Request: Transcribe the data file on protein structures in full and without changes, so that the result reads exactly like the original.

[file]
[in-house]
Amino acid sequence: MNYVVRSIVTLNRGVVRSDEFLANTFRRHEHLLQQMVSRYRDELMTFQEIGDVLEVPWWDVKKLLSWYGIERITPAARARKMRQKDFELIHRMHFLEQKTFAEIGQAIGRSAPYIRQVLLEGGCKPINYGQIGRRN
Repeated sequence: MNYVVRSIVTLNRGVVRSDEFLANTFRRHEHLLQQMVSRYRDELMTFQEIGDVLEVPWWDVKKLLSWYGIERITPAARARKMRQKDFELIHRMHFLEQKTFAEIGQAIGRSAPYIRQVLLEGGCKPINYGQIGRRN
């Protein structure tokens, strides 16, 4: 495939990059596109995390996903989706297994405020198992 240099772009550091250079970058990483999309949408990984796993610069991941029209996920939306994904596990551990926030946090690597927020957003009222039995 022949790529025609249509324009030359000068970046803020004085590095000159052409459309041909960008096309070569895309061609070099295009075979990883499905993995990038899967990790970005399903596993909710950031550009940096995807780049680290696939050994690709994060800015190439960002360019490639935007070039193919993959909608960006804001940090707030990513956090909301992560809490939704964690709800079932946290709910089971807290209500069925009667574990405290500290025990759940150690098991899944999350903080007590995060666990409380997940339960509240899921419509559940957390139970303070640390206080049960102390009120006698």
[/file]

[in-house]
Amino acid sequence: MNYVVRSIVTLNRGVVRSDEFLANTFRRHEHLLQQMVSRYRDELMTFQEIGDVLEVPWWDVKKLLSWYGIERITPAARARKMRQKDFELIHRMHFLEQKTFAEIGQAIGRSAPYIRQVLLEGGCKPINYGQIGRRN
Repeated sequence: MNYVVRSIVTLNRGVVRSDEFLANTFRRHEHLLQQMVSRYRDELMTFQEIGDVLEVPWWDVKKLLSWYGIERITPAARARKMRQKDFELIHRMHFLEQKTFAEIGQAIGRSAPYIRQVLLEGGCKPINYGQIGRRN
């Protein structure tokens, strides 16, 4: 495939990059596109995390996903989706297994405020198992 240099772009550091250079970058990483999309949408990984796993610069991941029209996920939306994904596990551990926030946090690597927020957003009222039995 022949790529025609249509324009030359000068970046803020004085590095000159052409459309041909960008096309070569895309061609070099295009075979990883499905993995990038899967990790970005399903596993909710950031550009940096995807780049680290696939050994690709994060800015190439960002360019490639935007070039193919993959909608960006804001940090707030990513956090909301992560809490939704964690709800079932946290709910089971807290209500069925009667574990405290500290025990759940150690098991899944999350903080007590995060666990409380997940339960509240899921419509559940957390139970303070640390206080049960102390009120006698």